Infrastructure security in Amazon Key Management Service - Amazon Key Management Service
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Infrastructure security in Amazon Key Management Service

As a managed service, Amazon Key Management Service (Amazon KMS) is protected by the Amazon global network security procedures that are described in the Amazon Web Services: Overview of Security Processes.

To access Amazon KMS over the network, you can call the Amazon KMS API operations that are described in the Amazon Key Management Service API Reference. Amazon KMS supports Transport Layer Security (TLS) 1.0—1.3 in all regions, except Amazon GovCloud (US) and China Regions. The Amazon GovCloud (US) region only supports TLS 1.0—1.2 for Amazon KMS service endpoints. Amazon KMS does not support hybrid post-quantum TLS for endpoints in Amazon GovCloud (US). To use the standard Amazon KMS endpoints, clients must support TLS 1.0 or later. To use the Amazon KMS FIPS endpoints, clients must support TLS 1.2 or later. Amazon KMS recommends you always use the latest supported TLS version. Clients must also support cipher suites with perfect forward secrecy (PFS) such as Ephemeral Diffie-Hellman (DHE) or Elliptic Curve Ephemeral Diffie-Hellman (ECDHE). Most modern systems, such as Java 7 and later, support these modes.

Additionally, requests must be signed by using an access key ID and a secret access key that is associated with an IAM principal. Or you can use the Amazon Security Token Service (Amazon STS) to generate temporary security credentials to sign requests.

You can call these API operations from any network location, but Amazon KMS supports global policy conditions that let you control access to a KMS key based on the source IP address, VPC, and VPC endpoint. You can use these condition keys in key policies and IAM policies. However, these conditions can prevent Amazon from using the KMS key on your behalf. For details, see Amazon global condition keys.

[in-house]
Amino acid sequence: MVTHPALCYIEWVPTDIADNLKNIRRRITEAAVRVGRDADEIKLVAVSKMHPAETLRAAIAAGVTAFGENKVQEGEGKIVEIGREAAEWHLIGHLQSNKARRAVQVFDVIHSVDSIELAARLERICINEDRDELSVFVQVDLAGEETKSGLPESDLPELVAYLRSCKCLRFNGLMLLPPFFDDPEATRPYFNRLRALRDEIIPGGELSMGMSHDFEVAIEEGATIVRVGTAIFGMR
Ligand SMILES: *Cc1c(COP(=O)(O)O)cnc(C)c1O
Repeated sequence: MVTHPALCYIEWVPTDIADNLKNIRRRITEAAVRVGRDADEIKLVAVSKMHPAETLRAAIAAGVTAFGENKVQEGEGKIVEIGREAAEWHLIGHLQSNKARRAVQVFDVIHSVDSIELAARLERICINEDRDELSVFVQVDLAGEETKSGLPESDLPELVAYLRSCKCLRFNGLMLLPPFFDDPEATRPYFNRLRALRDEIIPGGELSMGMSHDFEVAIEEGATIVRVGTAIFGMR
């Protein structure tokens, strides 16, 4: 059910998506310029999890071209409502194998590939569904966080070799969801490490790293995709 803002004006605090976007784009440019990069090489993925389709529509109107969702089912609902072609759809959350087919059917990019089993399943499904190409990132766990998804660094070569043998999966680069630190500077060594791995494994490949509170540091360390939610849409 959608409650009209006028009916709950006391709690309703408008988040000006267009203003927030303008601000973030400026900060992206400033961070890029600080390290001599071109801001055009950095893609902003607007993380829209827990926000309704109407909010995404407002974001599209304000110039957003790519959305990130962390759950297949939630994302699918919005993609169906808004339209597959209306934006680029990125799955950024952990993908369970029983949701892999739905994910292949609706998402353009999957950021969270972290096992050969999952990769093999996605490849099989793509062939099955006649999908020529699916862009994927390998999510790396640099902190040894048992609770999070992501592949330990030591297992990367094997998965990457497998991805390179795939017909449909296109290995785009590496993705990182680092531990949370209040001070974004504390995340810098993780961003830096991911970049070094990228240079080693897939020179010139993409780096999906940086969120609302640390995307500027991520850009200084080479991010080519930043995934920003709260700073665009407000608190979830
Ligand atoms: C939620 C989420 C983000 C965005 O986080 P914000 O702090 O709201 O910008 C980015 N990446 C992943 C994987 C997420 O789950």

For example, the following key policy statement allows users who can assume the KMSTestRole role to use this Amazon KMS key for the specified cryptographic operations unless the source IP address is one of the IP addresses specified in the policy.

{ "Version": "2012-10-17", "Statement": { "Effect": "Allow", "Principal": {"AWS": "arn:aws:iam::111122223333:role/KMSTestRole"}, "Action": [ "kms:Encrypt", "kms:Decrypt", "kms:ReEncrypt*", "kms:GenerateDataKey*", "kms:DescribeKey" ], "Resource": "*", "Condition": { "NotIpAddress": { "aws:SourceIp": [ "192.0.2.0/24", "203.0.113.0/24" ] } } } }

Isolation of Physical Hosts

The security of the physical infrastructure that Amazon KMS uses is subject to the controls described in the Physical and Environmental Security section of the Amazon Web Services: Overview of Security Processes. You can find more detail in compliance reports and third-party audit findings listed in the previous section.

Amazon KMS is supported by dedicated hardened hardware security modules (HSMs) designed with specific controls to resist physical attacks. The HSMs are physical devices that do not have a virtualization layer, such as a hypervisor, that shares the physical device among several logical tenants. The key material for Amazon KMS keys is stored only in volatile memory on the HSMs, and only while the KMS key is in use. This memory is erased when the HSM moves out of the operational state, including intended and unintended shutdowns and resets. For detailed information about the operation of Amazon KMS HSMs, see Amazon Key Management Service Cryptographic Details.